The theme of the SMR meeting in Tampa this year was “Advancement through Collaboration," and this theme was clearly reflected in the meeting.
The theme of the Society for Melanoma Research (SMR) meeting in Tampa this year was “Advancement through Collaboration,” and this theme was clearly reflected. With melanoma therapies stealing the plenary session limelight two years in a row at the annual meeting of the American Society of Clinical Oncology (ASCO), with the presentation of ipilimumab in previously treated metastatic melanoma patients, and two abstract presentations: ipilimumab as a first-line treatment for metastatic melanoma, and the targeted BRAF inhibitor, vemurafenib, for first-line treatment of metastatic melanoma in patients with BRAF-mutated tumors.
Ipilimumab, approved in March of this year, was the first agent approved for metastatic melanoma in 13 years, with vemurafenib not far behind. These two drugs appear to be just the tip of the iceberg for melanoma treatment. Already, there are trials testing a combined BRAF and MEK inhibitor that will move into a phase III trial next year and, based on the partial phase I and II results, the combo is more efficacious and has lower adverse events than a single BRAF inhibitor.
Patients from clinical trials of targeted agents (and especially from the BRAF inhibitor trials) are providing important data in the form of tumor and blood samples and response rates. A major hot topic of the meeting is also the study of the mechanisms of resistance to vemurafenib.
Vemurafenib has an approximately 80% response rate within a two-month treatment cycle, with a two- to eighteen-month period of regression. However, all patients eventually develop resistance to the drug and relapse. The mechanisms of relapse are sometimes through a secondary BRAF mutation; another mutation in the same, MAPK pathway; or activation or up-regulation of an alternative survival pathway. Several papers have already been published documenting the types of novel mutations seen in patients’ resistant tumors. These analyses are ongoing along with pre-clinical research on mechanisms of resistance.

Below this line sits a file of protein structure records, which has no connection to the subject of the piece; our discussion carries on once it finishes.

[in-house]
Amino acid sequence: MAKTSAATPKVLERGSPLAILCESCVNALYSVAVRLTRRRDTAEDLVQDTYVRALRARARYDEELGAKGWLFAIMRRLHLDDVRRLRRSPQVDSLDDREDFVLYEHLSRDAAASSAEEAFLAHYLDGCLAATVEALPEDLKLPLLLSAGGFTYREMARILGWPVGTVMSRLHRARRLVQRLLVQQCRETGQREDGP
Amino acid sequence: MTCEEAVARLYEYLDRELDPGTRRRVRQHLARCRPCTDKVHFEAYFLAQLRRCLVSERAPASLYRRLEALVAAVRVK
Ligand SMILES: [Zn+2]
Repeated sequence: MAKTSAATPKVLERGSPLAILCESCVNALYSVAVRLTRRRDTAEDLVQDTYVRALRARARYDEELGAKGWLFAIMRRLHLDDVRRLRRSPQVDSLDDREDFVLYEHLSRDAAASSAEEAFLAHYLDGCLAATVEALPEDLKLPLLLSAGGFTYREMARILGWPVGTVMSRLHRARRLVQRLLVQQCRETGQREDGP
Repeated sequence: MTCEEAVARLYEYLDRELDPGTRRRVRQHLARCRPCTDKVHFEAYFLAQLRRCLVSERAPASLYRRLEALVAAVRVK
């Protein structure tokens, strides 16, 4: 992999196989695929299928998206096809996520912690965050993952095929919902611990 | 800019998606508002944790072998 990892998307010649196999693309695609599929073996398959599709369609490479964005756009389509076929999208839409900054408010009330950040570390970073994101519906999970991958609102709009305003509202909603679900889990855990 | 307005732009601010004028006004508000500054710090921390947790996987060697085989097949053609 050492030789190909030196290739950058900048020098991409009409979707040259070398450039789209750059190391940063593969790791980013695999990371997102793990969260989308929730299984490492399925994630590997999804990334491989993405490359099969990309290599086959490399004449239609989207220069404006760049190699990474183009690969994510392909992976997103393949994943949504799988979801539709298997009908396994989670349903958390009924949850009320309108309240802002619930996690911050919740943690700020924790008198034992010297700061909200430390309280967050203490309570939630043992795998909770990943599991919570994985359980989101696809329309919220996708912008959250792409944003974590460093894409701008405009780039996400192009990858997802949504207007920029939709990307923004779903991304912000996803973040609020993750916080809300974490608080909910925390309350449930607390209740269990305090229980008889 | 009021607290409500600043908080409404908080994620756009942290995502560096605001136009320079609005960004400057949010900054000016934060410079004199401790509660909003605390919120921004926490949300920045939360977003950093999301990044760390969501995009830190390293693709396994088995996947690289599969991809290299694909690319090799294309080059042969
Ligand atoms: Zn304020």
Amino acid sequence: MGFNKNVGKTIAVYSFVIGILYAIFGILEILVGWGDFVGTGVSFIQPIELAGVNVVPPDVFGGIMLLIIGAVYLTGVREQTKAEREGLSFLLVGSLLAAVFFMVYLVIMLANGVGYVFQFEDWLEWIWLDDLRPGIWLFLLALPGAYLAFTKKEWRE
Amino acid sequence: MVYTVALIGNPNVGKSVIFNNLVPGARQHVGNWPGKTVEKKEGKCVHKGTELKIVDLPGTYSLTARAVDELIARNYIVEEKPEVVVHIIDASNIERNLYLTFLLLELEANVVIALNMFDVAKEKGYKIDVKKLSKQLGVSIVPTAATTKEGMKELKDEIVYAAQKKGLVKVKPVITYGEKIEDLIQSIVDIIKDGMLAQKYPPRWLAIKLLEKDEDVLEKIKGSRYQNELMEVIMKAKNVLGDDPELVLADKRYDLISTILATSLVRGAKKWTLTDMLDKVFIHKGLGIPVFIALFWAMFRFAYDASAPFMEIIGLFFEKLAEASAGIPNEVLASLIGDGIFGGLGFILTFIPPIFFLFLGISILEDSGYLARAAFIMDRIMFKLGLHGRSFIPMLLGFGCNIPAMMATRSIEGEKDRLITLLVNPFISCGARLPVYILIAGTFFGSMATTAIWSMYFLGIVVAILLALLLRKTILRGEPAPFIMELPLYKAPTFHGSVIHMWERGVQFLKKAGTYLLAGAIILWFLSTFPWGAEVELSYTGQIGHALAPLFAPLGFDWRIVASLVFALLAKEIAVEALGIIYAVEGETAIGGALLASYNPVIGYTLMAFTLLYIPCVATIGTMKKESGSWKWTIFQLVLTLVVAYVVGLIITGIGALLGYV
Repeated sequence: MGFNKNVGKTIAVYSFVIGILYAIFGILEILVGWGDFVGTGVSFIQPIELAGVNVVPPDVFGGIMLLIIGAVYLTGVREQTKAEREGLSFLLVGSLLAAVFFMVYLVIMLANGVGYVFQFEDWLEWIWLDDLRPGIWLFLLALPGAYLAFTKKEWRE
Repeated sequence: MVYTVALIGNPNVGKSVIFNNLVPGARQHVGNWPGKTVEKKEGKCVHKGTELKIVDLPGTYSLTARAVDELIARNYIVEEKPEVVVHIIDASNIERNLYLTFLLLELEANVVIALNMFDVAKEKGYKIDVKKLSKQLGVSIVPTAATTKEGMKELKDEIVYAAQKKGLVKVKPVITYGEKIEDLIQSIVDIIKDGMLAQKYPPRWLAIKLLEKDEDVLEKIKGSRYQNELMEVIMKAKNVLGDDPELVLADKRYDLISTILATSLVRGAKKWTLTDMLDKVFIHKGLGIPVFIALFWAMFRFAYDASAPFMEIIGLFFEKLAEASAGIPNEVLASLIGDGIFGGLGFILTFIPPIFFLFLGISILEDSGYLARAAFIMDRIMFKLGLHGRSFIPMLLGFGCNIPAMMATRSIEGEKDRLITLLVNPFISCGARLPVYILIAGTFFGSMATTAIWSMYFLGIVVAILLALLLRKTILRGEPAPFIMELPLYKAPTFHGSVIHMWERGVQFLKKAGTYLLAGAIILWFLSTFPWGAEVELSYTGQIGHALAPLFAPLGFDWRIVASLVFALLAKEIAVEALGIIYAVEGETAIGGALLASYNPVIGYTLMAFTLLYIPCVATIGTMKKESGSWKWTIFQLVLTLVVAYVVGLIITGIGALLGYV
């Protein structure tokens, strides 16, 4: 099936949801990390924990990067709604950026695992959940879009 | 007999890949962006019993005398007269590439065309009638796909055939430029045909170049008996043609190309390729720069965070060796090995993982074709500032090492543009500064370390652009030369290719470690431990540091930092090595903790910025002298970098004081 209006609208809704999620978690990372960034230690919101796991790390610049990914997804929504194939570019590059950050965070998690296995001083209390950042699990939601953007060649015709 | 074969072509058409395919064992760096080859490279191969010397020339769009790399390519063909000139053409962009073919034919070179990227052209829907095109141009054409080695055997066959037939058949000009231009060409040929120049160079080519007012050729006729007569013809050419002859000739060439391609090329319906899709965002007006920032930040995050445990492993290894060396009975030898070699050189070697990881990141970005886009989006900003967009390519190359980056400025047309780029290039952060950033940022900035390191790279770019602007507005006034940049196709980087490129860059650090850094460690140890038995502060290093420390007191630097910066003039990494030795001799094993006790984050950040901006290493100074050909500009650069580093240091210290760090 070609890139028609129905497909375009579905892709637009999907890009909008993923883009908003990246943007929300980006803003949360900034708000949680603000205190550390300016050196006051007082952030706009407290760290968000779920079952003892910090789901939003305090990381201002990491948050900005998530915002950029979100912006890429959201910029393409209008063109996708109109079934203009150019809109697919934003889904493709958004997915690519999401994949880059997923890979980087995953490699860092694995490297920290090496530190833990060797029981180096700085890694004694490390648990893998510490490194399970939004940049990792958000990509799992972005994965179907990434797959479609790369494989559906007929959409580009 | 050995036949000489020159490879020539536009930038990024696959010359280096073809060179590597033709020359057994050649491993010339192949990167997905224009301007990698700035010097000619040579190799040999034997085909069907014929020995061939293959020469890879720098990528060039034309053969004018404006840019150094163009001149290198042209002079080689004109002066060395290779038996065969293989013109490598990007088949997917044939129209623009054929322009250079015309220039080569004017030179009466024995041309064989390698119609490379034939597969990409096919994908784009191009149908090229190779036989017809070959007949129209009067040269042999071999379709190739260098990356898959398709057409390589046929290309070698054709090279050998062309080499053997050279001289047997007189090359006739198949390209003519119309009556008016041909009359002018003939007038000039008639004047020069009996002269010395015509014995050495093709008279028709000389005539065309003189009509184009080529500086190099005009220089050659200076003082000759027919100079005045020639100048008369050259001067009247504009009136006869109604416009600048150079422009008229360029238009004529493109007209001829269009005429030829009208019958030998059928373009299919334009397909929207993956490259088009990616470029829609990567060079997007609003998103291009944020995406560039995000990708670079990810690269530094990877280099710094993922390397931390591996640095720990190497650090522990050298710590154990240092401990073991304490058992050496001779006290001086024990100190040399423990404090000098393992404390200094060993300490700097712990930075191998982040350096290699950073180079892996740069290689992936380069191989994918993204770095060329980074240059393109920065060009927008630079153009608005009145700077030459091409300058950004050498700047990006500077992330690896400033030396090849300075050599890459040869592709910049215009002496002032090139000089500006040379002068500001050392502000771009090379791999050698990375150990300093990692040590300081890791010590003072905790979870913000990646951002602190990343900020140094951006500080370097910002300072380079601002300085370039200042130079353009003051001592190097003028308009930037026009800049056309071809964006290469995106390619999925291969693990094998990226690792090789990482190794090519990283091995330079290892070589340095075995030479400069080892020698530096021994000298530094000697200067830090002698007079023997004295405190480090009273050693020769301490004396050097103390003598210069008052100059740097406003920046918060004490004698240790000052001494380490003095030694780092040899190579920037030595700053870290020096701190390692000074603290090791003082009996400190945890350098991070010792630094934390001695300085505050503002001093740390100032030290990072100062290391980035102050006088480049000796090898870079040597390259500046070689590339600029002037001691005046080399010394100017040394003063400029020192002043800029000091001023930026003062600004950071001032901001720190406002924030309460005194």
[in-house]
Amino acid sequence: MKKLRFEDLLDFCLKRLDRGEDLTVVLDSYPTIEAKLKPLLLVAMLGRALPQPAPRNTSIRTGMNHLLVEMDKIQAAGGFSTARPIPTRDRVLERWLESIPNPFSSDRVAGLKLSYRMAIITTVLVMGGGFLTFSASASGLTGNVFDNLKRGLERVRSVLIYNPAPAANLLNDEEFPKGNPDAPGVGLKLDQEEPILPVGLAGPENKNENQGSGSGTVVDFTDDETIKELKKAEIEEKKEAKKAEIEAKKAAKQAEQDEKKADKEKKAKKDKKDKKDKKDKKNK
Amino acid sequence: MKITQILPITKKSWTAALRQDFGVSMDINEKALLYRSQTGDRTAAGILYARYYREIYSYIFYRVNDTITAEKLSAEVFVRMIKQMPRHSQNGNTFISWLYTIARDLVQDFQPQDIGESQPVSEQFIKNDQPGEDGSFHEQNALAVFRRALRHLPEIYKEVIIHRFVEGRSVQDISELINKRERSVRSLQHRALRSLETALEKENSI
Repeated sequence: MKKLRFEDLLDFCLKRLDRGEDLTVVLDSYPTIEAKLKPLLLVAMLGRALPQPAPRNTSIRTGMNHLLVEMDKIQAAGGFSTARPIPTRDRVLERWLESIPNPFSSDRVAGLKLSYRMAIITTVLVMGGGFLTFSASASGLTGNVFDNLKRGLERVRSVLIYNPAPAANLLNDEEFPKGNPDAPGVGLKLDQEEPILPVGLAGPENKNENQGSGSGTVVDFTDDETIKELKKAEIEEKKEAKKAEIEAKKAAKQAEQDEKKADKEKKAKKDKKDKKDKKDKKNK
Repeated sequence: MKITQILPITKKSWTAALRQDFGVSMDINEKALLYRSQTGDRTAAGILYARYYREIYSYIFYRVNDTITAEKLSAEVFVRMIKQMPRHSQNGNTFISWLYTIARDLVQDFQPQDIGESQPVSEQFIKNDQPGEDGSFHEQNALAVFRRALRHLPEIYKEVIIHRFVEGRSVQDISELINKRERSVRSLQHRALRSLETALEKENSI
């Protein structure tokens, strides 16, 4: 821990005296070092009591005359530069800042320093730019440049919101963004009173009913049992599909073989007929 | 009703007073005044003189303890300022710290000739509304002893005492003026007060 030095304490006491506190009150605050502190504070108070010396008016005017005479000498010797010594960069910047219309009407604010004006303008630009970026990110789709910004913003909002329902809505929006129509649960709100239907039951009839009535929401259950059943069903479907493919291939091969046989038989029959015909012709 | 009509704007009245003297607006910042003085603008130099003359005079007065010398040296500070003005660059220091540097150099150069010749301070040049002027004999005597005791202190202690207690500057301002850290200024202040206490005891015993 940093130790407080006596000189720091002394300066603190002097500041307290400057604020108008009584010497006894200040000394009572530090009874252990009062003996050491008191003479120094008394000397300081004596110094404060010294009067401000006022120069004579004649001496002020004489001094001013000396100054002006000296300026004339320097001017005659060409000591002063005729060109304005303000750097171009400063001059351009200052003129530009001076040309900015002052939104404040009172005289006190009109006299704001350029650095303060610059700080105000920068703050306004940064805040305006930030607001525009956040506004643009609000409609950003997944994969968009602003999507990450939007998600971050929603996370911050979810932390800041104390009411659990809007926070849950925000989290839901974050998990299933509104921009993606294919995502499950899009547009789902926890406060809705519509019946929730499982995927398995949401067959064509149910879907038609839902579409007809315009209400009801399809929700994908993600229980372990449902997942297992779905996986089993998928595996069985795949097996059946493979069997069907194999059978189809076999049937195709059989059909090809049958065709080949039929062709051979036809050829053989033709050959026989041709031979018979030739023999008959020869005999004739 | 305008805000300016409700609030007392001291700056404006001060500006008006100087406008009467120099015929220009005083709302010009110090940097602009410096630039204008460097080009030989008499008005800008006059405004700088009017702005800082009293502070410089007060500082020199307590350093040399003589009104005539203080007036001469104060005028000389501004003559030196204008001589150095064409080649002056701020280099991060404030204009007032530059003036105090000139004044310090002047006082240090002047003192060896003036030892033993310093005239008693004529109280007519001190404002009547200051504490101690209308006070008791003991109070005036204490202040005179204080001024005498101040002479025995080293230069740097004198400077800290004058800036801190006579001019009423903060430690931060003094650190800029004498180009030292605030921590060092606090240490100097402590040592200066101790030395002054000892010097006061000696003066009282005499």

The rationale is that knowing what other genes and pathways become important upon resistance to BRAF inhibitor exposure will direct the development of unique combinations to block these pathways and prevent both resistance and disease recurrence. Researchers at the Melanoma Congress highlighted the importance of identifying the “universe” of resistance mechanisms and integrating these with clinical characterization of the disease.
The laboratory of Gavin Robertson, PhD of the Department of Pharmacology at Penn State is looking at the epigenetic changes that occur in melanoma upon BRAF inhibitor exposure using a melanoma cell model. Robertson and colleagues have found that an invasive suppressor, CD82, is both methylated and silenced upon BRAF inhibitor exposure, suggesting that a combination of BRAF and DNA demethylation targets is a potential clinical approach to overcome resistant, invasive melanoma.
Keiran Smalley, PhD of the H. Lee Moffitt Cancer Center and Research Institute and colleagues are studying a unified approach to overcome resistance based on the observation that the majority of genes implicated in vemurafenib resistance are targeted by the heatshock protein HSP90. Treating melanoma cell lines with either intrinsic or acquired resistance to vemurafenib with XL188 (veliparib), a targeted HSP90 inhibitor, resulted in inhibition of growth and survival.
The negative results of a phase II clinical trial of veliparib combined with temozolomide in late-stage metastatic melanoma patients was also reported at the meeting. These new data reinforce the common sentiment of researchers in the field that the complexity of melanoma requires combination and, potentially, sequential combination treatments. A phase I clinical trial combining a BRAF inhibitor and XL188 is currently being planned.
Rather than going on a “fishing expedition,” researchers now have the tools to create hypothesis-driven models of melanoma resistance in the laboratory. With the large number of available targeted agents, many of which have already been tested in human trials, clinical trials with the most promising combination treatments can be taken to the clinic. “The biology of late, compared to early, resistance may be different,” said Dr. Jeffrey Sosman, director of the melanoma and tumor immunotherapy program at the Vanderbilt Cancer Center in Nashville, highlighting another key area of research that needs to be pursued. The key will be the continued collaboration of laboratory researchers and clinicians.